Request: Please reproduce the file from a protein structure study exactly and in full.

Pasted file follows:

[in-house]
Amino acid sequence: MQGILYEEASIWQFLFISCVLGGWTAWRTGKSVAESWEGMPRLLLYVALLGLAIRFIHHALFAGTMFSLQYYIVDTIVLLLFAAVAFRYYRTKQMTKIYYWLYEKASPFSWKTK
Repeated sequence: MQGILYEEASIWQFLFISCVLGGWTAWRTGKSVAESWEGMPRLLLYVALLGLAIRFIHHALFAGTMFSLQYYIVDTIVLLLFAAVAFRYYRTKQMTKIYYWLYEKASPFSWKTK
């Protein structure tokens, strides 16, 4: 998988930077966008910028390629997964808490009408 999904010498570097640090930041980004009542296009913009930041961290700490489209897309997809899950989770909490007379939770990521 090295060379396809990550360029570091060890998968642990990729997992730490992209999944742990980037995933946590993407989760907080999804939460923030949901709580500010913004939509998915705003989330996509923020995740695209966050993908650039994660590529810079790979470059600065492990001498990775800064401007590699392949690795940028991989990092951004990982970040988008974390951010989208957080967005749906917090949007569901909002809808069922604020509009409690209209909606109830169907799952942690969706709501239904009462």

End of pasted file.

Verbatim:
[in-house]
Amino acid sequence: MQGILYEEASIWQFLFISCVLGGWTAWRTGKSVAESWEGMPRLLLYVALLGLAIRFIHHALFAGTMFSLQYYIVDTIVLLLFAAVAFRYYRTKQMTKIYYWLYEKASPFSWKTK
Repeated sequence: MQGILYEEASIWQFLFISCVLGGWTAWRTGKSVAESWEGMPRLLLYVALLGLAIRFIHHALFAGTMFSLQYYIVDTIVLLLFAAVAFRYYRTKQMTKIYYWLYEKASPFSWKTK
């Protein structure tokens, strides 16, 4: 998988930077966008910028390629997964808490009408 999904010498570097640090930041980004009542296009913009930041961290700490489209897309997809899950989770909490007379939770990521 090295060379396809990550360029570091060890998968642990990729997992730490992209999944742990980037995933946590993407989760907080999804939460923030949901709580500010913004939509998915705003989330996509923020995740695209966050993908650039994660590529810079790979470059600065492990001498990775800064401007590699392949690795940028991989990092951004990982970040988008974390951010989208957080967005749906917090949007569901909002809808069922604020509009409690209209909606109830169907799952942690969706709501239904009462």